Wake of a cruciform appendage on a generic submarine at 10\(^\circ \) yaw

Abstract

The present model geometry is a recent iteration of the Joubert (Defence Science and Technology, Tech. Rep. TR-1920, 2006) generic conventional submarine design and is known as the “BB2”. Wind-tunnel testing of the model at 10\(^\circ \) yaw, by China-clay visualisation and by ensemble-averaged measurements using high-resolution stereoscopic particle image velocimetry, shows a similar wake flow at the model-length Reynolds numbers \(Re_\mathrm{L} = 4 \times 10^6\) and \(8 \times 10^6\). The most significant flow feature is on the model upper hull. It is a system of three co-rotating vortices produced by a cruciform appendage which consists of a vertical fin (or sail in American terminology) and two horizontal hydroplanes. Circulation is strongest from the fin tip followed by the windward hydroplane, then the leeward hydroplane. Vortex tracking shows a down-wash of the fin-tip vortex, where the wind-ward- and lee-ward-hydroplane vortices spiral in the rotation direction of the fin-tip vortex. The interpreted flow includes a U-shaped vortex line around the leeward hydroplane, where this vortex line connects the fin-tip vortex and a surface vortex on the leeward side of the fin.

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Acknowledgements

Model manufacturing and SPIV traverse automation by QinetiQ and the financial support by DST Maritime Division are acknowledged. Our thanks go to fellow DST colleagues and the anonymous referees for providing helpful feedback on this work.

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Appendix 1: Bias error in experimental technique

Appendix 1: Bias error in experimental technique

For SPIV, the bias error \(\langle u \rangle _\mathrm{b}/U_{\infty }\) is approximated by the uncertainties in the length-scale conversion \((\delta _\mathrm{l})\), the laser timing \((\delta _t)\), the in-plane displacement \((\delta _{yz})\) and the out-of-plane displacement \((\delta _x)\), viz.,

$$\begin{aligned} \frac{\langle u \rangle _\mathrm{b}}{U_{\infty }} \simeq \sqrt{ \left( \frac{\delta _\mathrm{l}}{r_\mathrm{m} / (R_\mathrm{l} r_\mathrm{s})} \right) ^{2} + \left( \frac{\delta _t}{\Delta t} \right) ^{2} + \left( \frac{\delta _{yz}}{\langle \mathbf {s}_{yz} \rangle } \right) ^{2} + \left( \frac{\delta _x}{\langle \mathbf {s}_x \rangle } \right) ^{2}. } \end{aligned}$$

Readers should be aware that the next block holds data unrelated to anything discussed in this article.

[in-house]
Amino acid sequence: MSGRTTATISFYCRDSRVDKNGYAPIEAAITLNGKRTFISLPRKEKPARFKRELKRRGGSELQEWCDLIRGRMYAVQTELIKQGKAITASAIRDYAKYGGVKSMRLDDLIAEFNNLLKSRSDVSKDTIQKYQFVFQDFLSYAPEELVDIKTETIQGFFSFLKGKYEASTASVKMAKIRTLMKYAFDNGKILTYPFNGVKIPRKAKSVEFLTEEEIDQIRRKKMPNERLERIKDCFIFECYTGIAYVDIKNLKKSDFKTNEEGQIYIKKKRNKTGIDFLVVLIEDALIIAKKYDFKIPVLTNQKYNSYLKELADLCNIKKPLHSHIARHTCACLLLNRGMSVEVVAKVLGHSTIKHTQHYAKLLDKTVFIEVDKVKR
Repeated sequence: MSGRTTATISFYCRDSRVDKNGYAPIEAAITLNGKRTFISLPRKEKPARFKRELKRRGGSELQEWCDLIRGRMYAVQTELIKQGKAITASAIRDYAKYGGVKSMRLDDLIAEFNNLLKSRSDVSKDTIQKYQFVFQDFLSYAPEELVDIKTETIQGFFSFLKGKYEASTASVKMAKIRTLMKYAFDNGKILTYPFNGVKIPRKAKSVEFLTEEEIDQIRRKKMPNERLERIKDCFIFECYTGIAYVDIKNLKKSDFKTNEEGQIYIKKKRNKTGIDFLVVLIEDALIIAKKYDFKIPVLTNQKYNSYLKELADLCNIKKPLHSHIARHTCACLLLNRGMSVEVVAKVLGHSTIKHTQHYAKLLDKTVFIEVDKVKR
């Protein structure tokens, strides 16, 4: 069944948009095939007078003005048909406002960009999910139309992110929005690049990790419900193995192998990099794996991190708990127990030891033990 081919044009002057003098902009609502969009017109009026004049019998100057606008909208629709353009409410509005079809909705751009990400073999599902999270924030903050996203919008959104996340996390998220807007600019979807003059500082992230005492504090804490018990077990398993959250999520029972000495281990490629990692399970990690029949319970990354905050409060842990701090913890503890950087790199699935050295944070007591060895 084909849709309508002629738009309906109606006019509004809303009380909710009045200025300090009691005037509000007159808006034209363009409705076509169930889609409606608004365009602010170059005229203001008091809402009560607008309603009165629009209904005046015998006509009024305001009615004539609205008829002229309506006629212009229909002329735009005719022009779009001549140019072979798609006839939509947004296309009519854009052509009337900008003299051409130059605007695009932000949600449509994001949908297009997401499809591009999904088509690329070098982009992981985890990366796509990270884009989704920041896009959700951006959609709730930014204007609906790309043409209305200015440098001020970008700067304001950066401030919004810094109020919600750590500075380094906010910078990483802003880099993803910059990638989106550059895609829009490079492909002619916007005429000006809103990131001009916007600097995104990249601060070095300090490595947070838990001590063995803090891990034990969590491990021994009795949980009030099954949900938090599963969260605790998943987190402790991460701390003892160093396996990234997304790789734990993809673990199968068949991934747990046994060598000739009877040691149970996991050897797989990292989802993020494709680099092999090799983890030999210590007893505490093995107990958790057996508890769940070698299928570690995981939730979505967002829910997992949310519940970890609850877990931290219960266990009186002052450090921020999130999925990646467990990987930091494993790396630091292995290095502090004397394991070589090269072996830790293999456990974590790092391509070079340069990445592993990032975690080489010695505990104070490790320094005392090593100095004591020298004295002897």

(15)

The terms on the right side of Eq. 15 are described as follows.

  • For the uncertainty in length-scale conversion, \(\delta _\mathrm{l} / (r_\mathrm{m} / (R_\mathrm{l} \, r_\mathrm{s})) \simeq 4 \,\text {pixels} / (137\,\text {mm} / (10 \times 5.5\,\mu \text {m/pixel})) \simeq {\pm }\,0.002\), where \(r_s\) is the spatial resolution of the camera sensor or charge-coupled device and \(R_l\) is the reproduction ratio. The reference length \(r_\mathrm{m}\) is the maximum radius of the bare hull.

  • For the uncertainty in laser timing due to electronics jitter, \(\delta _t / \Delta t \simeq {\pm }\,0.001\), where \(\Delta t \simeq 11\,\upmu \)s to \(22\,\upmu \)s is the time interval applied between laser pulses.

  • For the uncertainty in the in-plane (yz) displacement, \(\delta _{yz}/\langle \mathbf {s}_{yz} \rangle \,\simeq \)\(0.125\,\text {pixels} / 7\,\text {pixels} \simeq {\pm }\,0.018\), where \(\langle \mathbf {s}_{yz} \rangle \simeq 0.6U_{\infty } \times \Delta t / (R_l \, r_s\)) is the resolvable particle-image displacement based on a maximum swirl velocity of \(\simeq 0.6U_{\infty }\). The uncertainty \(\delta _{yz} = f \{ \langle \mathbf {s}_{yz} \rangle \}\) is effectively a lower limit on resolvable displacement as a function of \(\langle \mathbf {s}_{yz} \rangle \)—it is taken from the digital particle-image-velocimetry analysis (fig. 6b) of [35]; the uncertainty is for a seeding density of \(\simeq \) 6 particles per \(32 \times 32\) pixels interrogation window.

  • For a symmetrical arrangement of SPIV cameras at oblique angles of 45\(^\circ \) from the laser sheet, the ratio between the in-plane and the out-of-plane particle-image displacement uncertainties is unity based on thin-lens ray-tracing analysis [27, 36]. Assuming that the field of view is not affected by optical aberrations or vignetting, and the measurement uncertainty is approximately homogeneous and isotropic, the uncertainty in the out-of-plane (x) displacement may be written as

    $$\begin{aligned} \frac{\delta _{x}}{\langle \mathbf {s}_x \rangle } \simeq \frac{\delta _{yz}}{\langle \mathbf {s}_{yz} \rangle }. \end{aligned}$$
    (16)

To summarise, the in-plane and the out-of-plane displacement uncertainties are approximately the same \((\delta _{x}/\langle \mathbf {s}_x \rangle \simeq \delta _{yz}/\langle \mathbf {s}_{yz} \rangle \simeq {\pm }\,0.018)\), and are larger than the uncertainties in the length-scale conversion \(( \delta _l / (r_\mathrm{m} / (R_l \, r_s)) \simeq {\pm }\,0.002)\) and the laser timing \((\delta _t / \Delta t \simeq {\pm }\,0.001)\). Overall, by substituting Eq. 16 into Eq. 15, this gives the bias error \(\langle u \rangle _\mathrm{b}/U_{\infty } \simeq {\pm }\,0.026\).

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Lee, SK., Manovski, P. & Kumar, C. Wake of a cruciform appendage on a generic submarine at 10\(^\circ \) yaw. J Mar Sci Technol 25, 787–799 (2020). https://doi.org/10.1007/s00773-019-00680-x

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Keywords

  • Generic submarine
  • Wind-tunnel testing
  • Flow visualisation
  • Particle image velocimetry